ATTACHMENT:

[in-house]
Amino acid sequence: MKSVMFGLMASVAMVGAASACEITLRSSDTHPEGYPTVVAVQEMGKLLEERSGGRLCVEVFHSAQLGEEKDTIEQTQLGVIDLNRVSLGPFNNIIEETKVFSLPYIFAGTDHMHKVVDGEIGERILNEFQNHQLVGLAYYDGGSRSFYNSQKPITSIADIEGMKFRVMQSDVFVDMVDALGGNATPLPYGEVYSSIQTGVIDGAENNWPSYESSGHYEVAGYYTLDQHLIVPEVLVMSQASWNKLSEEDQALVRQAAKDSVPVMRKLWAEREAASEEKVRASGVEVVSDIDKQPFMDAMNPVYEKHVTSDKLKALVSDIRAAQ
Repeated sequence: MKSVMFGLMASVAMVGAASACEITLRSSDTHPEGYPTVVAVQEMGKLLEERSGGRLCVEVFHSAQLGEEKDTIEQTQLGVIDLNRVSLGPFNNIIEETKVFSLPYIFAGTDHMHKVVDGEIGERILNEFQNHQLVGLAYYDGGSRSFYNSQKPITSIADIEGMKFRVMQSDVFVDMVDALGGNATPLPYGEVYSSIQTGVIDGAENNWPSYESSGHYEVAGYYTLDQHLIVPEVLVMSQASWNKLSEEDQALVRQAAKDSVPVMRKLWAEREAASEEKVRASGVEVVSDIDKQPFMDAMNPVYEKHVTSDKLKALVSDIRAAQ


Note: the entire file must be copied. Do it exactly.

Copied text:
[in-house]
Amino acid sequence: MKSVMFGLMASVAMVGAASACEITLRSSDTHPEGYPTVVAVQEMGKLLEERSGGRLCVEVFHSAQLGEEKDTIEQTQLGVIDLNRVSLGPFNNIIEETKVFSLPYIFAGTDHMHKVVDGEIGERILNEFQNHQLVGLAYYDGGSRSFYNSQKPITSIADIEGMKFRVMQSDVFVDMVDALGGNATPLPYGEVYSSIQTGVIDGAENNWPSYESSGHYEVAGYYTLDQHLIVPEVLVMSQASWNKLSEEDQALVRQAAKDSVPVMRKLWAEREAASEEKVRASGVEVVSDIDKQPFMDAMNPVYEKHVTSDKLKALVSDIRAAQ
Repeated sequence: MKSVMFGLMASVAMVGAASACEITLRSSDTHPEGYPTVVAVQEMGKLLEERSGGRLCVEVFHSAQLGEEKDTIEQTQLGVIDLNRVSLGPFNNIIEETKVFSLPYIFAGTDHMHKVVDGEIGERILNEFQNHQLVGLAYYDGGSRSFYNSQKPITSIADIEGMKFRVMQSDVFVDMVDALGGNATPLPYGEVYSSIQTGVIDGAENNWPSYESSGHYEVAGYYTLDQHLIVPEVLVMSQASWNKLSEEDQALVRQAAKDSVPVMRKLWAEREAASEEKVRASGVEVVSDIDKQPFMDAMNPVYEKHVTSDKLKALVSDIRAAQ